Aspirin for Stroke in Dogs

Dogs face image by Adrian stones from

Dogs can experience a stroke when blood flow to the brain becomes restricted. A dog experiencing a stroke may lose his balance, become blind, turn his head in the opposite direction when called or lose the ability to control his bowels, among other symptoms.

The good news is dogs generally recover within a few weeks with care and close supervision. In certain cases, aspirin, when prescribed by the veterinarian, can prevent certain kinds of strokes from reoccurring as well as alleviate symptoms of a stroke faster.

How Aspirin Works to Prevent Strokes

Aspirin offers dogs the same pain-relieving qualities as it does humans. It’s an anti-inflammatory drug that lessons swelling and promotes healing. As an anti-coagulant, aspirin also thins the blood and prevents it from clotting. These properties together help treat a dog that is in the midst of a stroke, as well as averting the blood from clotting and another stroke occurring.

Aspirin Treatment for Ischemic Stokes

Ischemic and hemorrhagic stokes are two common types of strokes caused when blood flow is compromised. Ischemic strokes occur when an artery becomes blocked and restricts blood flow to the brain. Hemorrhagic strokes happen when the brain bleeds. While aspirin can provide relief to dogs experiencing an ischemic stroke, aspirin can be deadly for dogs having a hemorrhagic stroke. Since aspirin thins the blood, aspirin can make a hemorrhagic stroke worse as the brain bleeds more. For this reason, its best not to give a dog having a stroke aspirin unless a veterinarian confirms the dog is having an ischemic stroke, not a hemorrhagic one.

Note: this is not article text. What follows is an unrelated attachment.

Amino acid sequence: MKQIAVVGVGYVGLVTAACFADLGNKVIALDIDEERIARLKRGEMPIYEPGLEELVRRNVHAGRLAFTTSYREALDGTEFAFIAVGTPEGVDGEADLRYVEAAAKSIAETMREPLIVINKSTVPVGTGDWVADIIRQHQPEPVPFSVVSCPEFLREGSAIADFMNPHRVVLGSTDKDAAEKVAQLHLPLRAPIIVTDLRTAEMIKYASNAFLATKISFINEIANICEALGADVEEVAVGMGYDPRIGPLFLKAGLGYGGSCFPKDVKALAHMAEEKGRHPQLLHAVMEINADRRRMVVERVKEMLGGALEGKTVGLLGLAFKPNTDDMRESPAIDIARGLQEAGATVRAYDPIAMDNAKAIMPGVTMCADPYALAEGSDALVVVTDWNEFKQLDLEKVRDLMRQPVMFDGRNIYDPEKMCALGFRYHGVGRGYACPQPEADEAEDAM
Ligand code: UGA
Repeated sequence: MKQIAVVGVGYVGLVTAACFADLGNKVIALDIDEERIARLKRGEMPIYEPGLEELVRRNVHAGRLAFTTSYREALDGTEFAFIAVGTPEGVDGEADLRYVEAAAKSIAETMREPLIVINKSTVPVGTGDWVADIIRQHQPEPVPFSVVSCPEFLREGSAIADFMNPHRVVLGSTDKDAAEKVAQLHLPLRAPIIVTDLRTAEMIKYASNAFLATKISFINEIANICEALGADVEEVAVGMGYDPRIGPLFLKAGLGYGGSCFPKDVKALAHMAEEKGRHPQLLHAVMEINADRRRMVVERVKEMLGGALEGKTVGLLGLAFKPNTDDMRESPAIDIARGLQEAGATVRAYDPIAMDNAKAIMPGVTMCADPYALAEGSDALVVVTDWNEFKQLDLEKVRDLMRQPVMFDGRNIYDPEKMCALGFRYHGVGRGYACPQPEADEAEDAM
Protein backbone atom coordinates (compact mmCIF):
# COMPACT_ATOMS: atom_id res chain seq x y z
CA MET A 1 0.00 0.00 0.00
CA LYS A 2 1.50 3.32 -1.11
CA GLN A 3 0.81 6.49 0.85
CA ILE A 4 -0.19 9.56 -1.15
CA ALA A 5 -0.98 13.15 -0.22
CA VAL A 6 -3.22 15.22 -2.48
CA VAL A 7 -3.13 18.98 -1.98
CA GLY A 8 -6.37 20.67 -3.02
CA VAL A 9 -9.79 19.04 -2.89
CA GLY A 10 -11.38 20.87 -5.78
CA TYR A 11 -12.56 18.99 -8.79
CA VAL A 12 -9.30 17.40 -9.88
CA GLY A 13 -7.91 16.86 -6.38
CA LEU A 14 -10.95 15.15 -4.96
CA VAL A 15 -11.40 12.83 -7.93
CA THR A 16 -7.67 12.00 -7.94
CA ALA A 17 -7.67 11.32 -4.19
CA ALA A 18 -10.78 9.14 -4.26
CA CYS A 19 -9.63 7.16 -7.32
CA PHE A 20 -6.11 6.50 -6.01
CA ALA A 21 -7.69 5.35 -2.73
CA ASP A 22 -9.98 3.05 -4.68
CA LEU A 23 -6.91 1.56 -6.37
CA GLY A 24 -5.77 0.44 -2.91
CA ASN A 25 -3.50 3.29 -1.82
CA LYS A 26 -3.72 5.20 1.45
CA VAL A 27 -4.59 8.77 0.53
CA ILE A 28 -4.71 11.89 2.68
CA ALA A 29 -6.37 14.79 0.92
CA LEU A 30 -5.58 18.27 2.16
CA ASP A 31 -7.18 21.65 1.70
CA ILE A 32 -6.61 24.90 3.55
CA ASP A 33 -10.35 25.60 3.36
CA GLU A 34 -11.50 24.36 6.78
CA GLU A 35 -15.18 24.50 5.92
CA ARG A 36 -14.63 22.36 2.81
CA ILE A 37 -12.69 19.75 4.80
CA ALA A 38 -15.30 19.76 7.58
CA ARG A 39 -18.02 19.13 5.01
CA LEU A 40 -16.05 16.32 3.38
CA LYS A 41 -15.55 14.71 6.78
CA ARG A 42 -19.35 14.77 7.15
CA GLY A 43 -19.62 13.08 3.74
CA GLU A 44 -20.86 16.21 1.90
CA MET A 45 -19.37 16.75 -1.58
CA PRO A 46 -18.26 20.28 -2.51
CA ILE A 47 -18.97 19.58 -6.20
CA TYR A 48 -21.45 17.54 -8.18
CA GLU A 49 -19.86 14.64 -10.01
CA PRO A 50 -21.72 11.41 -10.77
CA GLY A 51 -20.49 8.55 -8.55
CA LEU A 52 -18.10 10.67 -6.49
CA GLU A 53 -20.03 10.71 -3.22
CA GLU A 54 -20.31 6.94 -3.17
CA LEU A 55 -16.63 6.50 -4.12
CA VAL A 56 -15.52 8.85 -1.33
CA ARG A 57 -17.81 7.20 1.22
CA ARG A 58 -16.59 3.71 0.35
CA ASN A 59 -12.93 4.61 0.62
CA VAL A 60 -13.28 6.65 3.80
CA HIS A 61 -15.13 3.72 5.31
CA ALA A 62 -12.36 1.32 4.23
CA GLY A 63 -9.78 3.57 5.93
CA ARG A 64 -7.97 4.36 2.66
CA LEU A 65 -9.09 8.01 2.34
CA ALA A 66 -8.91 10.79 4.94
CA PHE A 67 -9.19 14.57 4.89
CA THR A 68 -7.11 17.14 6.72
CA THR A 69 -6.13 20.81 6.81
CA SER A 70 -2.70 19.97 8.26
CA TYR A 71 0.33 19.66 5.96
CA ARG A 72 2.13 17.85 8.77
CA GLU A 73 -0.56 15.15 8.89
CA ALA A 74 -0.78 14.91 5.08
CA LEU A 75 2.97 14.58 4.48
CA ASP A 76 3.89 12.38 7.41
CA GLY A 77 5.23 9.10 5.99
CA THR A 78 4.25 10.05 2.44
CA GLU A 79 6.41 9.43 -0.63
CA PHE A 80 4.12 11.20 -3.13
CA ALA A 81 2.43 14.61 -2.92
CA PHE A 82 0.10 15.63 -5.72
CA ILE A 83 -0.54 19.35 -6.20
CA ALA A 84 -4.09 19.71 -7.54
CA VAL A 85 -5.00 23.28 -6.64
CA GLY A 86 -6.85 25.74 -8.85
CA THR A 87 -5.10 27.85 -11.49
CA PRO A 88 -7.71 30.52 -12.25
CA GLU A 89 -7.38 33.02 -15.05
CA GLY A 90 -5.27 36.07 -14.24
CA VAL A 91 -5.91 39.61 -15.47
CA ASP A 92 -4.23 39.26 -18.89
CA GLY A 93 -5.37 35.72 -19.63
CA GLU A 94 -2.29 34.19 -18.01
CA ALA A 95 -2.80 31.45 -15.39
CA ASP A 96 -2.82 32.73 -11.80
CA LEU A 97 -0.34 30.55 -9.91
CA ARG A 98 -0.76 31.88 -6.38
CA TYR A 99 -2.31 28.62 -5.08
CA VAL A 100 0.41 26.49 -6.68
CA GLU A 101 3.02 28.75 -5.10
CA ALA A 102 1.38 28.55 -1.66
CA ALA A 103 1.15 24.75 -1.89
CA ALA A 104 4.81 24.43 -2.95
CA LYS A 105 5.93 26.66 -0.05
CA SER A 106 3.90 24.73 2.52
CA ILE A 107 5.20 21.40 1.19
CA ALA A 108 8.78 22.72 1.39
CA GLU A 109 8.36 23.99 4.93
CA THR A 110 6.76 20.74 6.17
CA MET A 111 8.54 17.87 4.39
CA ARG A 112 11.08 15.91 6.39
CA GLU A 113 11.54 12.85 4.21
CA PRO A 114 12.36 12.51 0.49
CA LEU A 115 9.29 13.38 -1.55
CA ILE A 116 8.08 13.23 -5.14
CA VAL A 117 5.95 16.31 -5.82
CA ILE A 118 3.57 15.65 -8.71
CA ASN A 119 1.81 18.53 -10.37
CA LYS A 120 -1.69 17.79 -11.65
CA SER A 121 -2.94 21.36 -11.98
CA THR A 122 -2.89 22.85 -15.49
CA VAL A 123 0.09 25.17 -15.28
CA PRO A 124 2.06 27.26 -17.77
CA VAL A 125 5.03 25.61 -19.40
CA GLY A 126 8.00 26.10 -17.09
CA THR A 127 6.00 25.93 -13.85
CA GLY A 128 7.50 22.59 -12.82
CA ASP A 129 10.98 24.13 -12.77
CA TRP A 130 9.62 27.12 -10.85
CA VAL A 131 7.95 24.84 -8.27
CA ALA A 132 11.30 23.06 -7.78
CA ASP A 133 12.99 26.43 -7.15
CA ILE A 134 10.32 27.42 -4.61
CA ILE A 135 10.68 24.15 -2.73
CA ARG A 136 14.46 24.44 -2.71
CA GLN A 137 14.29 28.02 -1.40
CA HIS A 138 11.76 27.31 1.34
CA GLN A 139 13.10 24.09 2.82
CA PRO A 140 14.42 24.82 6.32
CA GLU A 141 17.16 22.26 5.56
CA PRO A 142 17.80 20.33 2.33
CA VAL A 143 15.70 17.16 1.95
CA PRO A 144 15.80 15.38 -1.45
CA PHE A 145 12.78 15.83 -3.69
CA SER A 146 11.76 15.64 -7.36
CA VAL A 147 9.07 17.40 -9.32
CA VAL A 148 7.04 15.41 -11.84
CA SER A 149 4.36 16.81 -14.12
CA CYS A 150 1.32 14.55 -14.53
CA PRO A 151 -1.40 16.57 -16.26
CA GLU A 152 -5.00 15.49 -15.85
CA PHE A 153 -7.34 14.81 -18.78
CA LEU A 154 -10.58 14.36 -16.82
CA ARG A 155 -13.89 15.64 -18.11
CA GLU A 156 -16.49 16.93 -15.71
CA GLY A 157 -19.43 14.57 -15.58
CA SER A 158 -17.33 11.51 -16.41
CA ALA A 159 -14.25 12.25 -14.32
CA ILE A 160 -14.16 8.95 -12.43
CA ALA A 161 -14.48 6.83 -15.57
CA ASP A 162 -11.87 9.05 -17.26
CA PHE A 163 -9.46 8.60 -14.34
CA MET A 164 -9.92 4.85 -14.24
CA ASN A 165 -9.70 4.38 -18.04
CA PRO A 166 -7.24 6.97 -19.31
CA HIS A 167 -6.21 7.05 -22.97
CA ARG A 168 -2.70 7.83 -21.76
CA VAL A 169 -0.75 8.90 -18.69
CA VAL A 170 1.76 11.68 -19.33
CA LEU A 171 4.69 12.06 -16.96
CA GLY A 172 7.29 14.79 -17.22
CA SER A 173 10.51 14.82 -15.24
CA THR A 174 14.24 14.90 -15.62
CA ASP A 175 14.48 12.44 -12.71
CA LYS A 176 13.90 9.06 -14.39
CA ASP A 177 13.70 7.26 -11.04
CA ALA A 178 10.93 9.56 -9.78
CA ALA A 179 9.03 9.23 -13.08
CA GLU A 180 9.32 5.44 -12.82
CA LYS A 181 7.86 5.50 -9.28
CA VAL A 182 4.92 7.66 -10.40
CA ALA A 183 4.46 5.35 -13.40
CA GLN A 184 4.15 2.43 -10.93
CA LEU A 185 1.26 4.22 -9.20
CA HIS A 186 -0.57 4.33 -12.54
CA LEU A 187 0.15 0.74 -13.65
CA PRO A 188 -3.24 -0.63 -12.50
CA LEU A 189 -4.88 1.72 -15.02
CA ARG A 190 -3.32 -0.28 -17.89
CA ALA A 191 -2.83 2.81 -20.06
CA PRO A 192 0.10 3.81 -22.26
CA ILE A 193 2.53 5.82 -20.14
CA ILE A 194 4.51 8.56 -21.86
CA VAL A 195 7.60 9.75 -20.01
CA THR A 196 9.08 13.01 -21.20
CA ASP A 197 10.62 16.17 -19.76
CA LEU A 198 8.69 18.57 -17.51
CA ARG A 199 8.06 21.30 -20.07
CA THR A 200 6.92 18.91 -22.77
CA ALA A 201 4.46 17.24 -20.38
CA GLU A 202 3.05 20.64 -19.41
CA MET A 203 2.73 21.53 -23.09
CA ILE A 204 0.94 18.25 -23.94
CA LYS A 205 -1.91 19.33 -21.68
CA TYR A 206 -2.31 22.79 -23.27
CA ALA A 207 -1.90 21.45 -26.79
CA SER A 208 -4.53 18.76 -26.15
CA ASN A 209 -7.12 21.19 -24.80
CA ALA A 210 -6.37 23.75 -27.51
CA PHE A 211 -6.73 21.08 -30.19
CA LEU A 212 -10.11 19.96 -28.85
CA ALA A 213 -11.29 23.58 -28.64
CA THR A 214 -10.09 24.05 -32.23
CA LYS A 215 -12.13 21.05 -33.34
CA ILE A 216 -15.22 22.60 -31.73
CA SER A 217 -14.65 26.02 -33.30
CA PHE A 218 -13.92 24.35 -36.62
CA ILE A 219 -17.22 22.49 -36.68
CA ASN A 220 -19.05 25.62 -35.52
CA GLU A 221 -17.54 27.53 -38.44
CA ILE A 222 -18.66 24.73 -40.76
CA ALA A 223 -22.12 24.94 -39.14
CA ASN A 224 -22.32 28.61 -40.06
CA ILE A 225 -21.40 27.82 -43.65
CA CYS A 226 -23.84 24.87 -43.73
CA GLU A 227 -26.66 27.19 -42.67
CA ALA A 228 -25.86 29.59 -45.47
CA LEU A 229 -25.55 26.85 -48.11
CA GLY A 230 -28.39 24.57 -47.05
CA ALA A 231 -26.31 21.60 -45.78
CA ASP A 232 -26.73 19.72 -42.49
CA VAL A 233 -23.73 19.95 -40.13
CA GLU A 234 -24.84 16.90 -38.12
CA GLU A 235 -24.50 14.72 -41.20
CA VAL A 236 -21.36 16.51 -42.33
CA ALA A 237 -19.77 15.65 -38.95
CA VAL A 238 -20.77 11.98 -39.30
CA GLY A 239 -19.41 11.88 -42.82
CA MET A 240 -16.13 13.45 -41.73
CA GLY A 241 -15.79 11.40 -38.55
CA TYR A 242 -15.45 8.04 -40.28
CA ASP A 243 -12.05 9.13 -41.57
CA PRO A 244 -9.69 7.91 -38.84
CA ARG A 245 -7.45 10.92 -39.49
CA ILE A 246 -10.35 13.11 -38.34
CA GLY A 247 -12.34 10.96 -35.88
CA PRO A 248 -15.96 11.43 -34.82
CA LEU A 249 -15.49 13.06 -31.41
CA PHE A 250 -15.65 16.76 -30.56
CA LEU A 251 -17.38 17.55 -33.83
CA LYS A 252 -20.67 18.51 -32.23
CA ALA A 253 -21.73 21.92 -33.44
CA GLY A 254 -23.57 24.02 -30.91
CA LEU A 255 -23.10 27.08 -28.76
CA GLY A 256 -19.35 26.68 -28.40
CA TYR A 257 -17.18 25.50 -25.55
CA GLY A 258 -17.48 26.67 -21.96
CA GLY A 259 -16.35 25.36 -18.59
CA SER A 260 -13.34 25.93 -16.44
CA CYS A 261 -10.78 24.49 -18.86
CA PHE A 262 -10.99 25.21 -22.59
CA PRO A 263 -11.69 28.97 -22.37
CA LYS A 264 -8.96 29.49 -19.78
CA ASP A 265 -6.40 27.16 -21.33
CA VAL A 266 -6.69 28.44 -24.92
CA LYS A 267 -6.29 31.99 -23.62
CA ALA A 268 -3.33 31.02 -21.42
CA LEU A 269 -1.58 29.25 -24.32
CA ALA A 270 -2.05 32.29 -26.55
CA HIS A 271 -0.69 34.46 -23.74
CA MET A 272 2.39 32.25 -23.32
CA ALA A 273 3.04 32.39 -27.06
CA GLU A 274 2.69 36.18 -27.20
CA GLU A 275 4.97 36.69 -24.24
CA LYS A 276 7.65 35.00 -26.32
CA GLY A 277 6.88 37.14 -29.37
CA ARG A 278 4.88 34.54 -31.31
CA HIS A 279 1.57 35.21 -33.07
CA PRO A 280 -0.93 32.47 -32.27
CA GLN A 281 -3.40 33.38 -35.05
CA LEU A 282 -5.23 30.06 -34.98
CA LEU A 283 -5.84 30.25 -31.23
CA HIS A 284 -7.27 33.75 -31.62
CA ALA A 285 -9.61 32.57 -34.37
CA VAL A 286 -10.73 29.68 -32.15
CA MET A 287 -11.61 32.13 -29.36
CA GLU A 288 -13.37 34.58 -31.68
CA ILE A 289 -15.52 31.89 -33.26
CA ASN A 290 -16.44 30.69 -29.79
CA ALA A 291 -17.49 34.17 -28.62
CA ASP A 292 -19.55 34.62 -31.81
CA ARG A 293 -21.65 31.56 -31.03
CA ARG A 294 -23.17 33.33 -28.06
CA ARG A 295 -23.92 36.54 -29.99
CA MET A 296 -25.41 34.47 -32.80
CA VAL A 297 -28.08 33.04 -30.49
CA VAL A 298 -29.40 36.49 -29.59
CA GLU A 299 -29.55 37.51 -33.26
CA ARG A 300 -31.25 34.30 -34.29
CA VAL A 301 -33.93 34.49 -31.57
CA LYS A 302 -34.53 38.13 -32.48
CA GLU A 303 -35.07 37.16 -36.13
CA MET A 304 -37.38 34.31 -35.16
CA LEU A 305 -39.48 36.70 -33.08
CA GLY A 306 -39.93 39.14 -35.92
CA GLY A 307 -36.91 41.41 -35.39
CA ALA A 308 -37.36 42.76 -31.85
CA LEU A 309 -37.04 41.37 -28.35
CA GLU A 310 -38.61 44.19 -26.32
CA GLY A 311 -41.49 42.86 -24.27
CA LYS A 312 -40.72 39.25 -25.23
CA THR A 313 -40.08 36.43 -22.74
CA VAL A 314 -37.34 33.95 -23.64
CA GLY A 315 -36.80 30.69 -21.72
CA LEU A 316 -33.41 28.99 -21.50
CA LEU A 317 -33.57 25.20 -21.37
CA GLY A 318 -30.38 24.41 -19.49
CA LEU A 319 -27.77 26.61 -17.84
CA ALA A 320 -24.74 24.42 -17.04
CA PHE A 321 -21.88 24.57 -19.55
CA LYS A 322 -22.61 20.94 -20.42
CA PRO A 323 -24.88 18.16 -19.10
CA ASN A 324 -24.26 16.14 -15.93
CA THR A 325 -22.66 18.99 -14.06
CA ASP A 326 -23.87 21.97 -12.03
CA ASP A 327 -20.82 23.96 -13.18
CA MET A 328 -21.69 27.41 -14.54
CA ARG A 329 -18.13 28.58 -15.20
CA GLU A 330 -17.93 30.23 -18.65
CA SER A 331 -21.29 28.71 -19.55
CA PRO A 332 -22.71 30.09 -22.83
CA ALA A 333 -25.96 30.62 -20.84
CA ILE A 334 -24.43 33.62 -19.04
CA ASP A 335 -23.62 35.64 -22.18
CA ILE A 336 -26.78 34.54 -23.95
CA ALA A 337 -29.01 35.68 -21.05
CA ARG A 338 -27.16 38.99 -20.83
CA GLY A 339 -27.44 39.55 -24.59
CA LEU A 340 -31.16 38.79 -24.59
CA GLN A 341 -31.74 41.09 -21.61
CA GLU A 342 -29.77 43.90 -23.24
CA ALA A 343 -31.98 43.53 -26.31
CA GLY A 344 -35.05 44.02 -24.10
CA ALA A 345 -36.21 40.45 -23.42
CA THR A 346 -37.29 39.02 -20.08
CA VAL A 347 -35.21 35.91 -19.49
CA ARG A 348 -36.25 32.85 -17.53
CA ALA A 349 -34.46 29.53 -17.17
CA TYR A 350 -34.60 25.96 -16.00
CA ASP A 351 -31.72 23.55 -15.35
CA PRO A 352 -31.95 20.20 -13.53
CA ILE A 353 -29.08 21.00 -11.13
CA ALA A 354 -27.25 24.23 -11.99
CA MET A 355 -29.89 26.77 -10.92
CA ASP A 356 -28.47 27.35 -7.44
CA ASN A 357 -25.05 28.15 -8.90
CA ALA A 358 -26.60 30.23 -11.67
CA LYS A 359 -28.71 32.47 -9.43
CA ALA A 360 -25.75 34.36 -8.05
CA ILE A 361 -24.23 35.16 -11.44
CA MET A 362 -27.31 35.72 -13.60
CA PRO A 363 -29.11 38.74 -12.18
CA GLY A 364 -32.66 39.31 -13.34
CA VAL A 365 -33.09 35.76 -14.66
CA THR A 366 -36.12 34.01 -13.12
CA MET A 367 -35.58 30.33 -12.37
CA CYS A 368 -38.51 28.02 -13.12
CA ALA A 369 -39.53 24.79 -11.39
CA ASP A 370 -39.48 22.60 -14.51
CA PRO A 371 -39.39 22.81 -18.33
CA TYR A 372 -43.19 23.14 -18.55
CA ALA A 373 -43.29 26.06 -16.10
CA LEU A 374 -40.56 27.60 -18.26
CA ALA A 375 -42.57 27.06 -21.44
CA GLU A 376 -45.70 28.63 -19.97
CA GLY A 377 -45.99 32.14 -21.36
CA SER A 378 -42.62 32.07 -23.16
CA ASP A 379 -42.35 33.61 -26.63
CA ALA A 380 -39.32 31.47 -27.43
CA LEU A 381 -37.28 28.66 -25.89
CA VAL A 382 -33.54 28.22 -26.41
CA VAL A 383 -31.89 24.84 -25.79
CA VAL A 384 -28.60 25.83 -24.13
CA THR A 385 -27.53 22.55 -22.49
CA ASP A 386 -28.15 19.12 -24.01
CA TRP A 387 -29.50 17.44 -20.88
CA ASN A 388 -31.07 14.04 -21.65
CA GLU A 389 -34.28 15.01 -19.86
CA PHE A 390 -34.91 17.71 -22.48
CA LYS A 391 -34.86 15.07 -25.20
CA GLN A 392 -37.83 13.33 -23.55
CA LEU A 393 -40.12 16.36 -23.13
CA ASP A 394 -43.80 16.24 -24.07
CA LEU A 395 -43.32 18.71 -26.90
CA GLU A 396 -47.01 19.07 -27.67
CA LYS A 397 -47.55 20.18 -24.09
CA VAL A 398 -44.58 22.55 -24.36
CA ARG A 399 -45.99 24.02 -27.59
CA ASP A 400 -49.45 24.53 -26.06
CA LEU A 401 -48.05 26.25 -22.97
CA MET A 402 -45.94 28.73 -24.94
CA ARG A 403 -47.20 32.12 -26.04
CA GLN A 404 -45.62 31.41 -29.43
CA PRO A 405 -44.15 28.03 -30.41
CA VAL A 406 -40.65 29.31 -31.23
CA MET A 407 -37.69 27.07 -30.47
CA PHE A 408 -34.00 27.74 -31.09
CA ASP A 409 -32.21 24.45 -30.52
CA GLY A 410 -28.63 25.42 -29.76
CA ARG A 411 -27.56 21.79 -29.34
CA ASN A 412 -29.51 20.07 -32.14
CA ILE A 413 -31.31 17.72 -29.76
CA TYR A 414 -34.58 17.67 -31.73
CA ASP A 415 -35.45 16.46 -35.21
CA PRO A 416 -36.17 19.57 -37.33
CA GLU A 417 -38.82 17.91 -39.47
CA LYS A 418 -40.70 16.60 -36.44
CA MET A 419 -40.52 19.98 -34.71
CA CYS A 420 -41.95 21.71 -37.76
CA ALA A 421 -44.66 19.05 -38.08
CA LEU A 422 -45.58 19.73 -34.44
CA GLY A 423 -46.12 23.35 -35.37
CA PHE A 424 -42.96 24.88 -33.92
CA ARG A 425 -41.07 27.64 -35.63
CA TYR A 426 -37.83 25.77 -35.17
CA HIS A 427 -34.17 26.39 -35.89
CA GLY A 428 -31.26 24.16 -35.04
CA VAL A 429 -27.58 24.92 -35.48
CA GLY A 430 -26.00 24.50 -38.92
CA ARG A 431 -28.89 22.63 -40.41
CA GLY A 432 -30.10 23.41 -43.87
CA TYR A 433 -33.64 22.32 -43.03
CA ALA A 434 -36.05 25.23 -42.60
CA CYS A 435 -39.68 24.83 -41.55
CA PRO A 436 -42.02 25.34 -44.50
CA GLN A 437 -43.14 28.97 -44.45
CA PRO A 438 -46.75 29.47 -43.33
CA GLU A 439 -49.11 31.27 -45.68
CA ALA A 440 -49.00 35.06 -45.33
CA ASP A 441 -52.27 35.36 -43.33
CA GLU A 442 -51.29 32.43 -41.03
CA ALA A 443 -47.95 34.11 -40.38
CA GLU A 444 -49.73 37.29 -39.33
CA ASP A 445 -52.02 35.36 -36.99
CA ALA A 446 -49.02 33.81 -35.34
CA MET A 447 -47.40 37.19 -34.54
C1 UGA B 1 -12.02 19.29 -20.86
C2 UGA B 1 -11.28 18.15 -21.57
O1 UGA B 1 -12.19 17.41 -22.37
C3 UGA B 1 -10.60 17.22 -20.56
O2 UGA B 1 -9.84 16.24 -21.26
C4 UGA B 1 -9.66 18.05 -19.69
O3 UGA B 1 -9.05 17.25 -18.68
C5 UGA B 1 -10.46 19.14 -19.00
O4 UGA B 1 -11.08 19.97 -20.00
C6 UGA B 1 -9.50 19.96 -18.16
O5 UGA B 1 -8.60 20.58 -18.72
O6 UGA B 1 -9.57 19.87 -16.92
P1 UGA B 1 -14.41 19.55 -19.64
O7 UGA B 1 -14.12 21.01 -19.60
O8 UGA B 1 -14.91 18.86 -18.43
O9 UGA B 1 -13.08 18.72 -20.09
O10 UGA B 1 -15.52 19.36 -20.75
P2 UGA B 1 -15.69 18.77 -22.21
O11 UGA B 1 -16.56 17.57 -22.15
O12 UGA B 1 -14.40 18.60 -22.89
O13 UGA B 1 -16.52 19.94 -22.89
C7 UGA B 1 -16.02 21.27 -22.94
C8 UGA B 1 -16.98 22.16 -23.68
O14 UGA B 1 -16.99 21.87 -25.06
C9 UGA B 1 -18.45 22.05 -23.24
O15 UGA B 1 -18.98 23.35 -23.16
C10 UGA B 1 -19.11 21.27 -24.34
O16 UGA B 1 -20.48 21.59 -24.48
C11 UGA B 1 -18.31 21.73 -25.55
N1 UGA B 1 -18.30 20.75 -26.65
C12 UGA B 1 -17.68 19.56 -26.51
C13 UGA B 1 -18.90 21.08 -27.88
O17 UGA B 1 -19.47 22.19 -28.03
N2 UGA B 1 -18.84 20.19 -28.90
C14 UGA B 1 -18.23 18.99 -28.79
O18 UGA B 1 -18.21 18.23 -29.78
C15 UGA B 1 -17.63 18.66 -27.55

Aspirin Treatment for Heat Strokes

Heat stoke is another type of stroke that’s not caused by restricted blood flow but by a sudden, rapid increase in the dog’s body temperature. Dogs left in a hot car without proper ventilation are prone to heat stroke. One side effect of heat stroke is that blood clots can form in the dog’s intestines and cause the intestines to become inflamed. Buffered or coated aspirin can help relieve these symptoms, along with other measures to lower the dog’s body temperature.


Some veterinarians may recommend dogs that have suffered a stroke be given a low dose buffered aspirin daily to keep the dog’s blood from clotting.


Aspirin can be a source of irritation to the dog’s intestinal tract, especially when given on a regular basis and without food in the stomach. For this reason, dog owners should give their dog aspirin under the advice of a veterinarian who can prescribe the right dosage amount and duration.